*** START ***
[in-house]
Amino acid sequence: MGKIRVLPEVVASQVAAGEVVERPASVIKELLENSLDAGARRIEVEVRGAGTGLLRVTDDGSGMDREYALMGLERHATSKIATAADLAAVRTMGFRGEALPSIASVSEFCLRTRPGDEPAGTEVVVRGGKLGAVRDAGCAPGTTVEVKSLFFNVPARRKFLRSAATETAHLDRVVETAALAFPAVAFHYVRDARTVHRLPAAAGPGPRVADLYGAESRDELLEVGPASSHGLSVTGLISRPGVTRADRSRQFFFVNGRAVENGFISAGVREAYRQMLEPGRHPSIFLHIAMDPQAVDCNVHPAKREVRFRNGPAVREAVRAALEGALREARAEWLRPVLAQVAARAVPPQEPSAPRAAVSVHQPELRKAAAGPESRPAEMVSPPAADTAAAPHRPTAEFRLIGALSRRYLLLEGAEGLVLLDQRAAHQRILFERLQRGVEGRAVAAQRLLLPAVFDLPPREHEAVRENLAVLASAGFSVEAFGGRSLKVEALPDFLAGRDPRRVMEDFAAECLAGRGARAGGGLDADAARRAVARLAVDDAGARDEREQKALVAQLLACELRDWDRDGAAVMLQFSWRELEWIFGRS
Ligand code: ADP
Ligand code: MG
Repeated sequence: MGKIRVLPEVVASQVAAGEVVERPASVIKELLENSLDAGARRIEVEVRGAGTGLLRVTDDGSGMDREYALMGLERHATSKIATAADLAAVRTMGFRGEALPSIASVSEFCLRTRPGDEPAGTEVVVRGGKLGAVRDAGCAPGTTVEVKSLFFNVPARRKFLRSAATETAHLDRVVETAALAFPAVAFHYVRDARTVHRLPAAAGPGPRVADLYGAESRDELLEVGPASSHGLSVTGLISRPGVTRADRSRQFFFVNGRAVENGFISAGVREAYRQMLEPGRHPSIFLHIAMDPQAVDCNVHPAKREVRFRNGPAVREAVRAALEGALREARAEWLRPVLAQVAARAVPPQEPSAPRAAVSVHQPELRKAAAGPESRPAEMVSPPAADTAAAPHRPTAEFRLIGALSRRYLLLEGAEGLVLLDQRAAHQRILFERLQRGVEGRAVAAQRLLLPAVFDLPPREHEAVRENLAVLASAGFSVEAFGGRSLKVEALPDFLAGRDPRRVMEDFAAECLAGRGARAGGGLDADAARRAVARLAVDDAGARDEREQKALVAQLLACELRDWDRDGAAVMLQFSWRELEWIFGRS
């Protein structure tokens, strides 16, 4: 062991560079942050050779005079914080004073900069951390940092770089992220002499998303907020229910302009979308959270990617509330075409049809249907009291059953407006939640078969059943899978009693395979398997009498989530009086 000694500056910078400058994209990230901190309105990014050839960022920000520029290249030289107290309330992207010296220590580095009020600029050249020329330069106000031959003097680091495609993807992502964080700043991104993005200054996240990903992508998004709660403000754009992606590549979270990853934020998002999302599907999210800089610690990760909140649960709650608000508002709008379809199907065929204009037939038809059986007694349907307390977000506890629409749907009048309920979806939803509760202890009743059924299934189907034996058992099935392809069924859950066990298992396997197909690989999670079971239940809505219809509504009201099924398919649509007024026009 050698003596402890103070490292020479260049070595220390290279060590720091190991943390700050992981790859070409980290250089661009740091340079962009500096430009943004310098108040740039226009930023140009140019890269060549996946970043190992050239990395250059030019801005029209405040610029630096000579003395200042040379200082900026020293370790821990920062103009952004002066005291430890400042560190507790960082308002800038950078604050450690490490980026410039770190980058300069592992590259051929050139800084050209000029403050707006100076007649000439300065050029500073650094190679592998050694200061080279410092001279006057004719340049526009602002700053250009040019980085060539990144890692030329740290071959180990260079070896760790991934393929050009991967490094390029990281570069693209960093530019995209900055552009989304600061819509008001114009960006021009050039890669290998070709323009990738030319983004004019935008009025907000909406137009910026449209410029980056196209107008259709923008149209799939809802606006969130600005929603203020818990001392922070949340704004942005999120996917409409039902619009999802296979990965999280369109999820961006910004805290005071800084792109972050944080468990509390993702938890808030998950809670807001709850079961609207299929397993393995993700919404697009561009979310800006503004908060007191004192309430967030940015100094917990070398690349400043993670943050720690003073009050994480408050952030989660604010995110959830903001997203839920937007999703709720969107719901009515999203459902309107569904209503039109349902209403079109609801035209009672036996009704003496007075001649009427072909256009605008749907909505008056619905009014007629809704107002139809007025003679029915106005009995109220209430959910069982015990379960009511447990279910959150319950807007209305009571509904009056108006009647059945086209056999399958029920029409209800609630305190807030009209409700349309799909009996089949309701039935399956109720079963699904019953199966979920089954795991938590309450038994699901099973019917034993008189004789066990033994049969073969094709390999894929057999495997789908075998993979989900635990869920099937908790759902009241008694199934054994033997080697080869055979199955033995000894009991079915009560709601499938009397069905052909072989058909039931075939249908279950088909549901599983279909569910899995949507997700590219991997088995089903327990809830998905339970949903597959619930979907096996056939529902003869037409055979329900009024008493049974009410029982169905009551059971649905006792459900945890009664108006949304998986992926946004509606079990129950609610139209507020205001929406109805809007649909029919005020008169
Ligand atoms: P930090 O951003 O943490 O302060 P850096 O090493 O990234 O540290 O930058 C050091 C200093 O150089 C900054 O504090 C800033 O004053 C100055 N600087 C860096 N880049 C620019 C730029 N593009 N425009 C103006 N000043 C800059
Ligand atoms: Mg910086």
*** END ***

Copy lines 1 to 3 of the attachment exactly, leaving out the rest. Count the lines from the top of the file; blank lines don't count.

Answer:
[in-house]
Amino acid sequence: MGKIRVLPEVVASQVAAGEVVERPASVIKELLENSLDAGARRIEVEVRGAGTGLLRVTDDGSGMDREYALMGLERHATSKIATAADLAAVRTMGFRGEALPSIASVSEFCLRTRPGDEPAGTEVVVRGGKLGAVRDAGCAPGTTVEVKSLFFNVPARRKFLRSAATETAHLDRVVETAALAFPAVAFHYVRDARTVHRLPAAAGPGPRVADLYGAESRDELLEVGPASSHGLSVTGLISRPGVTRADRSRQFFFVNGRAVENGFISAGVREAYRQMLEPGRHPSIFLHIAMDPQAVDCNVHPAKREVRFRNGPAVREAVRAALEGALREARAEWLRPVLAQVAARAVPPQEPSAPRAAVSVHQPELRKAAAGPESRPAEMVSPPAADTAAAPHRPTAEFRLIGALSRRYLLLEGAEGLVLLDQRAAHQRILFERLQRGVEGRAVAAQRLLLPAVFDLPPREHEAVRENLAVLASAGFSVEAFGGRSLKVEALPDFLAGRDPRRVMEDFAAECLAGRGARAGGGLDADAARRAVARLAVDDAGARDEREQKALVAQLLACELRDWDRDGAAVMLQFSWRELEWIFGRS
Ligand code: ADP